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Re: [css3-grid-layout] semantic zoom in grid's templates

From: François REMY <fremycompany_pub@yahoo.fr>
Date: Sat, 25 Feb 2012 01:13:26 +0100
Message-ID: <236ADBA7F68C4806884B8B4A0BA500DA@FREMYD2>
To: "Tab Atkins Jr." <jackalmage@gmail.com>, "Phil Cupp" <pcupp@microsoft.com>
Cc: "CSS 3 W3C Group" <www-style@w3.org>
Okay, let's say I'm the only alien on earth who thinks like that (or, at 
least, it seems we're very few to be infiltrated in the human being right 
now). [;-)]

This is not that an issue since I'm not talking about personnal tastes here, 
but about usability and maintainability. My proposal is the only one to keep 
changes in the code small when doing small changes in the layout, and I 
still think that it's the only one to provide easy grid composition (ie: 
replace a cell or a group of cells by another grid template), which I 
believe is an important feature for any grid layout. Another huge win is 
that it's by far the most condensed way to define things (in terms of bytes) 
which means it will need fewer bandwith to send the CSS over the network.

I'm really curious about what kind of solution you have to propose to my 
3-steps grid template evolution. To me, it seems the two solutions we can 
use today aren't that great in such case. Both will require a computer work 
or, worse, many handwork.





-----Message d'origine----- 
From: Tab Atkins Jr.
Sent: Saturday, February 25, 2012 12:05 AM
To: Phil Cupp
Cc: François REMY ; CSS 3 W3C Group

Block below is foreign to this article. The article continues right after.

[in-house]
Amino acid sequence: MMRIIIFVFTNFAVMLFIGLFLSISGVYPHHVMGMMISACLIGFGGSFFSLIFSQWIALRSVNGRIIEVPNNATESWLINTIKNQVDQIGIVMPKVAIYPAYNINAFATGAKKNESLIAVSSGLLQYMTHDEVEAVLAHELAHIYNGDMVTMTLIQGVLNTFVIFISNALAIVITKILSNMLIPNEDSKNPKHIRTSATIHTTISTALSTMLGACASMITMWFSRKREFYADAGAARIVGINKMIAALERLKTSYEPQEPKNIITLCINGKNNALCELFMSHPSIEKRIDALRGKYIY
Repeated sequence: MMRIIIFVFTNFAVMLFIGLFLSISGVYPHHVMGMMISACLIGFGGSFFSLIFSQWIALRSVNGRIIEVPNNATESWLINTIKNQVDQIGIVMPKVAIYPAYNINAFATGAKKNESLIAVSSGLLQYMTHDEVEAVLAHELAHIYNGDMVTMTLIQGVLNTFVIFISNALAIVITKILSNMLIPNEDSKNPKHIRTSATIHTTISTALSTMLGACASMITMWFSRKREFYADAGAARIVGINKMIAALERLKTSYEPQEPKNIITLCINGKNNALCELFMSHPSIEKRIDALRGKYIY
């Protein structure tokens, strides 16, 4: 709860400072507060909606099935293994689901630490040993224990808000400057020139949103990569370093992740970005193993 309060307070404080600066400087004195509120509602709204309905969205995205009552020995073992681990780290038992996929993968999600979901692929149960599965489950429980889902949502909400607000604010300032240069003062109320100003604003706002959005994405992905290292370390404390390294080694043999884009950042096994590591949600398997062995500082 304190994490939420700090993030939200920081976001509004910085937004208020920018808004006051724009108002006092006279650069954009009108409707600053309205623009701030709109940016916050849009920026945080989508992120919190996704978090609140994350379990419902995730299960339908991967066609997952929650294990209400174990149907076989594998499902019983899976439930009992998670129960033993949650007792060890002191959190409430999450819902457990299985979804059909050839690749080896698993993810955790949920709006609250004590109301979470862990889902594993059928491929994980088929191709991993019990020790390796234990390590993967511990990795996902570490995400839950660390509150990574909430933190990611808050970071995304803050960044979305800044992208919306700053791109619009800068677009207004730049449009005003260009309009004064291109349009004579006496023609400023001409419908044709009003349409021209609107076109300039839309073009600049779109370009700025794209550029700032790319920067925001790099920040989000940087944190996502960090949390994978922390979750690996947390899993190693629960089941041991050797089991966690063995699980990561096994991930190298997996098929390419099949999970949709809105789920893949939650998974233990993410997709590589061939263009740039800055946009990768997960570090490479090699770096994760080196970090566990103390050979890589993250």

Subject: Re: [css3-grid-layout] semantic zoom in grid's templates

On Fri, Feb 24, 2012 at 2:29 PM, Phil Cupp <pcupp@microsoft.com> wrote:
>>From: François REMY [mailto:fremycompany_pub@yahoo.fr]
>>My reasoning is simple: the first representation (the "fraction bar" one) 
>>is easily readable, while the second one ("multiline template") is 
>>impossible to understand, and very complex to type.
>
> [pcupp] I think there are a lot of strong opinions about template syntax. 
> Here my view is opposite your own.  I think one can see the shape of the 
> grid in the multi-line example and not the alternative you proposed.

I'm with Phil - I find the fraction-bar style very difficult to read,
while the normal template is easy.  The ascii-art nature of the
template makes it trivial to read, while yours requires me to do
parsing in my head and reconstruct it into a 2d structure.  That
removes most of the benefit of the template in the first place.

If you want grammar-based templates, I'd suggest starting with a 
preprocessor.


>>Also, the "multiple lines" string template is unstable.
>
> [pcupp] I agree a weakness of the template syntax is maintenance of the 
> template definition.  You trade the pain of making ascii art for a visual 
> representation of the grid.  Authors that currently take the time to 
> create and maintain ascii art in the comments of their code will likely 
> enjoy a new ability to have their art actually be the layout definition. 
> Authors that choose not to spend time on such things don't need a template 
> syntax at all.  Just define row and column definitions and (optionally) 
> use named lines.

Yup.  I don't think your characterization is quite accurate (I don't
do ascii-art drawings of my layout in comments, but I'm still madly in
love with templates), but whatever.

~TJ 
Received on Saturday, 25 February 2012 00:13:54 GMT

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